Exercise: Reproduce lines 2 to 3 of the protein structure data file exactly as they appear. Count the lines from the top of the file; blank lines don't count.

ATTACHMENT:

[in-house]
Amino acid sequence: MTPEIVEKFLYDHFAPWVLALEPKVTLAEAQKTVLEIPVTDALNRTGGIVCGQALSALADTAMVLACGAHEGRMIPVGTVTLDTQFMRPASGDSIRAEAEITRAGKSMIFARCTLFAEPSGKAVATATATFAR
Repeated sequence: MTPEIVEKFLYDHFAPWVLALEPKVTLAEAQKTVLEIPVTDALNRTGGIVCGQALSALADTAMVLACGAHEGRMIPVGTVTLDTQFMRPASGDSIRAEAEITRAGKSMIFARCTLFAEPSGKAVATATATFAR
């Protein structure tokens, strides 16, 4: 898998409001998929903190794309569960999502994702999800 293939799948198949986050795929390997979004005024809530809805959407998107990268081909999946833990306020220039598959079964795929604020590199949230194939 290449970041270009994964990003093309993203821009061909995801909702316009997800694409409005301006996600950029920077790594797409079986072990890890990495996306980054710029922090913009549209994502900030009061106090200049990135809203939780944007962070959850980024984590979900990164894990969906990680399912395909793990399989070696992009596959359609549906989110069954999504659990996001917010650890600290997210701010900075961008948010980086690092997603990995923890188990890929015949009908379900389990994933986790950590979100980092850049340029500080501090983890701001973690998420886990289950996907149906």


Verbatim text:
Amino acid sequence: MTPEIVEKFLYDHFAPWVLALEPKVTLAEAQKTVLEIPVTDALNRTGGIVCGQALSALADTAMVLACGAHEGRMIPVGTVTLDTQFMRPASGDSIRAEAEITRAGKSMIFARCTLFAEPSGKAVATATATFAR
Repeated sequence: MTPEIVEKFLYDHFAPWVLALEPKVTLAEAQKTVLEIPVTDALNRTGGIVCGQALSALADTAMVLACGAHEGRMIPVGTVTLDTQFMRPASGDSIRAEAEITRAGKSMIFARCTLFAEPSGKAVATATATFAR